It is also worth noting that these effects will not necessarily occur in a predictable or reliable manner, although higher doses are more liable to induce the full spectrum of effects. Likewise, adverse effects become increasingly likely with higher doses and may include addiction, severe injury, or death ☠.

Physical effects
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Cognitive effects
User.svg

After effects
Aftereffects (3).svg

Visual effects
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Experience reports

There are currently no anecdotal reports which describe the effects of this compound within our experience index. Additional experience reports can be found here:

Toxicity and harm potential

The toxicity and long-term health effects of recreational 3-FPM use do not seem to have been studied in any scientific context and the exact toxic dosage is unknown. This is because 3-FPM has very little history of human usage.

Anecdotal evidence suggests that 3-FPM is relatively well-tolerated, with most users encountering few side-effects at low to moderate doses. However, several users have encountered serious flu-like symptoms on the comedown of 3-FPM, consisting of muscle and joint aches, fever and chills, and headaches, sometimes with migraine auras present. This is speculated to be systemic inflammation induced by 3-FPM. Therefore new users should exercise great caution in dosing to gauge their own physiological response to 3-FPM.[citation needed]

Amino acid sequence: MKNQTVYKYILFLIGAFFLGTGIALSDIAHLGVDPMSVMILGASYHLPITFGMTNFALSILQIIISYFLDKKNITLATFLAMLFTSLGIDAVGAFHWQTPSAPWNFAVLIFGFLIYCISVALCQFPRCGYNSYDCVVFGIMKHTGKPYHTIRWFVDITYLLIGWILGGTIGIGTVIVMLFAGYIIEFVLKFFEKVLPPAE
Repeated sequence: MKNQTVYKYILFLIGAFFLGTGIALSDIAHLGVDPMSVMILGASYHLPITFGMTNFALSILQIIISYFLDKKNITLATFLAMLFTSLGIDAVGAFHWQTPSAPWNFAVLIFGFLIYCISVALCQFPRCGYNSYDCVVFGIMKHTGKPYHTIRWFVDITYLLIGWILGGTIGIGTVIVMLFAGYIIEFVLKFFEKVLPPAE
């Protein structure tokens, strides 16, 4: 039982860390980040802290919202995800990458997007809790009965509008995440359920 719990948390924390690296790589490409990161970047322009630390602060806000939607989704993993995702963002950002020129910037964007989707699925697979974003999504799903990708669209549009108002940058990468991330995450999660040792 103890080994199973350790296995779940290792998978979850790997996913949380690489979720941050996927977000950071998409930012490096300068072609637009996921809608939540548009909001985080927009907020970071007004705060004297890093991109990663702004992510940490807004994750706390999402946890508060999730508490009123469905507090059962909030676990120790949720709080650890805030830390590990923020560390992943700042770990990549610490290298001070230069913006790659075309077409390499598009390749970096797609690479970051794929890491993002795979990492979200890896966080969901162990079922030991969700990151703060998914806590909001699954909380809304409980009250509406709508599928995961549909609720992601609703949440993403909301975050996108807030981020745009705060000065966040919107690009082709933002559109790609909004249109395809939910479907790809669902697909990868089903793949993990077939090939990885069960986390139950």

It is strongly recommended that one use harm reduction practices when using this substance.

Dependence and abuse potential

As with other stimulants, the chronic use of 3-FPM can be considered moderately addictive with a high potential for abuse and is capable of causing psychological dependence among certain users. When addiction has developed, cravings and withdrawal effects may occur if a person suddenly stops their usage.

Tolerance to many of the effects of 3-FPM develops with prolonged and repeated use. This results in users having to administer increasingly large doses to achieve the same effects. After that, it takes about 3 - 7 days for the tolerance to be reduced to half and 1 - 2 weeks to be back at baseline (in the absence of further consumption). 3-FPM presents cross-tolerance with all dopaminergic stimulants, meaning that after the consumption of 3-FPM all stimulants will have a reduced effect.

Dangerous interactions

Warning: Many psychoactive substances that are reasonably safe to use on their own can suddenly become dangerous or even life-threatening when combined with certain other substances. The following lists some known dangerous interactions (although it is not guaranteed to include all of them).